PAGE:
Panera offers cozy atmosphere

Lindsy Breese and Lindsy Breese

Junior marketing student Courney Pollock rushes inside after her last class of the day. Instantly, she is greeted with the warm smell of freshly baked bread. Grabbing a fresh-brewed coffee and bagel, Pollock snuggles up in a leather chair next to the fireplace.

“I love the atmosphere here,” she said. “Sometimes I come here to relax and unwind after classes are over. It has such a nice ambience.”

This opportunity to relax and enjoy the experience is the key to success for Panera Bread, the bakery-style cafe recently opened on South Main Streer in Bowling Green.

“We try to be a sort of oasis to our guests,” manager Michael Bick said. “People can come ina and relaz; it’s never too busy in here. We want the m to feel like they can unwind and have good food at the same time.”

Panera’s Cozy Corner has leather chairs, softer lighting, a coffee table and a fireplace secluded in a corner. It offers privacy and relazation for guests that would like to unwind.

“There are very few times that this corner is not occupied,” Bick said. “Students and other residents get a chance to catch up on reading or studying while they enjoy freshly baked goods.”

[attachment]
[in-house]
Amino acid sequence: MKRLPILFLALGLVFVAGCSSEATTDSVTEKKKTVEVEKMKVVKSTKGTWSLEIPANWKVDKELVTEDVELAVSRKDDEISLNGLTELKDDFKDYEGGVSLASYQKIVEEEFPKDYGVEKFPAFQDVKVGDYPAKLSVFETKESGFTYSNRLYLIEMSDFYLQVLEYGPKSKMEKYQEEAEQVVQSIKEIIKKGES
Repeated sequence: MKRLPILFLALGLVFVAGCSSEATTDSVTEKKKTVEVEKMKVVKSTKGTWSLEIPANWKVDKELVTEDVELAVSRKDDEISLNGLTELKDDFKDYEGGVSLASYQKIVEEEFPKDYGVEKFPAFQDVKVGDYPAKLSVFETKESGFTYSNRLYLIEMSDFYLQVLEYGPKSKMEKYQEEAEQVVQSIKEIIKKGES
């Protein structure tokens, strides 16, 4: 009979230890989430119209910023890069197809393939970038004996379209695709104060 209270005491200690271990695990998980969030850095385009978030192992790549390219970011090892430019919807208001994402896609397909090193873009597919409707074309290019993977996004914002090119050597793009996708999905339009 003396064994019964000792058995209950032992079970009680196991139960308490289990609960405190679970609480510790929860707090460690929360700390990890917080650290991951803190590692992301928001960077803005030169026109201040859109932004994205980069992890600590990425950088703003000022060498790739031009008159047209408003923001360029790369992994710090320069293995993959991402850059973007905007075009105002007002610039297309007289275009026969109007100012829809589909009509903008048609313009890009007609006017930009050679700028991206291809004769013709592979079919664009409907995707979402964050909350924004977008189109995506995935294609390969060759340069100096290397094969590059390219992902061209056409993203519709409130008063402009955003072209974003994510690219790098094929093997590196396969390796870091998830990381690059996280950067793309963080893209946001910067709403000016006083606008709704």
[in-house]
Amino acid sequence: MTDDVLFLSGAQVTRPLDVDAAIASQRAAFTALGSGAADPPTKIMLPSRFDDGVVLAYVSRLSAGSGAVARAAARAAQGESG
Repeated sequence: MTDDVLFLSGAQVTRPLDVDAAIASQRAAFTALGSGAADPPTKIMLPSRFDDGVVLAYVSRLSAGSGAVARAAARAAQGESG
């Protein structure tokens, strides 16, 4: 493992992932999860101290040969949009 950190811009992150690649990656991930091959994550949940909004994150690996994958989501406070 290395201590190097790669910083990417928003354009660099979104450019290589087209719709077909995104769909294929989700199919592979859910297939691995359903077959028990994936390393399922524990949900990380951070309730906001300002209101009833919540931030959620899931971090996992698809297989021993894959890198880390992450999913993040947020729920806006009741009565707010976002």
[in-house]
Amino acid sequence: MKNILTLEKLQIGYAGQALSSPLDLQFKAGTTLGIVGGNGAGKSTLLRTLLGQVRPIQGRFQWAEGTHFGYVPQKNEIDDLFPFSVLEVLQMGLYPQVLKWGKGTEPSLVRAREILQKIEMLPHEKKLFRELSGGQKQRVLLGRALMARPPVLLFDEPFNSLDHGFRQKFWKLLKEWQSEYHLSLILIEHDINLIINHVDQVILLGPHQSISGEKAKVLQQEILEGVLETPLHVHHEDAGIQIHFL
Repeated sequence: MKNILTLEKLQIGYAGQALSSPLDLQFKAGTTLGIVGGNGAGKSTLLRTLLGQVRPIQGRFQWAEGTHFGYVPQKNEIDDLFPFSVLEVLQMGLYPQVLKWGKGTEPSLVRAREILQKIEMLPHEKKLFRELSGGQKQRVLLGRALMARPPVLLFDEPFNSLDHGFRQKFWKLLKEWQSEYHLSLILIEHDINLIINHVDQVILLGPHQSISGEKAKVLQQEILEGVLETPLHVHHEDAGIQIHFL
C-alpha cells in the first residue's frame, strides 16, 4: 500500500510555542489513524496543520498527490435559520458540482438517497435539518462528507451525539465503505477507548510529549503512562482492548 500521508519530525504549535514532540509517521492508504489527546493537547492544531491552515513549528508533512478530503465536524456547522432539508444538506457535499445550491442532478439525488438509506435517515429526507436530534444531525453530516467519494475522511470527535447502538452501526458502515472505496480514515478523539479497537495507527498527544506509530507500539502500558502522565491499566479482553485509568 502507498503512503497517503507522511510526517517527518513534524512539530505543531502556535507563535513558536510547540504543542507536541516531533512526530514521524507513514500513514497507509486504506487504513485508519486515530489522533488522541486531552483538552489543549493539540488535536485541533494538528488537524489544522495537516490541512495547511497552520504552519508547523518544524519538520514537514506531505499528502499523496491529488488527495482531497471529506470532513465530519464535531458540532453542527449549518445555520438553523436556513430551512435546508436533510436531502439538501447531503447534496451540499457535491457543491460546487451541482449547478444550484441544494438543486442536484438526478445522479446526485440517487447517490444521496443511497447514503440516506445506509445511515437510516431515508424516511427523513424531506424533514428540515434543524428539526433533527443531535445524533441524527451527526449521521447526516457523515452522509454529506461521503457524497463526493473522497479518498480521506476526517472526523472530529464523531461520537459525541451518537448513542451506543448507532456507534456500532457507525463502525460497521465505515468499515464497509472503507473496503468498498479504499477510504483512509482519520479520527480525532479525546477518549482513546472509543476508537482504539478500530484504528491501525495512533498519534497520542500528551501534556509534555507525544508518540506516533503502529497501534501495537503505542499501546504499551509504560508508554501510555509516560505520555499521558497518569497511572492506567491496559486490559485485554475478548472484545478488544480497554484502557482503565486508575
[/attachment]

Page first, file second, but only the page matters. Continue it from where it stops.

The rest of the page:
Beyond the atmosphere, Panera offers unique customer service. Not only are guests greeted with the warm smell of freshly baked bread, but they are greeted with warm smiles as well.

“We take a lot of time training associates in customer service,” said Vicky Minor, director of marketing. “We are sensitive to our guests, not customers needs right when they walk in the door. We try to find out what kind of day they are having or mood they are in.”

And customer service doesn’t stop at the door for this company either. Panera Bread focus’ on the needs of the surrounding community.

Locally, any food that is left over is donated to churches, food kitchens, and shelters. The Bowlin Green store donated bagels and sweets to Red Cross volunteers and provided snacks to donors during the busy blood-donation push after the terrorist attacks.

Panera is also actively involved in university projects. The local store provides food at a discount to some Bowling Green State University organizations, which they turn around and sell for a profit.

“We try and maintain a close-knit relationship with the university,” Bick said. “We are in a college-town and we enjoy having the college kids in our store.”

Panera’s business style has reaped benefits for the bakery. Nationally, it was the fastest growning chain in 2000, enjoying sales of over $200 million.

Since opening in June, sales ahve increased steadily in Bowling Green, Bick said.

“Once we unlock the door, we are inviting guests in,” Bick said. “We treat them as you would if you were inviting someone into your home. When you have people leave from your home, you want them to be happy and full, right?”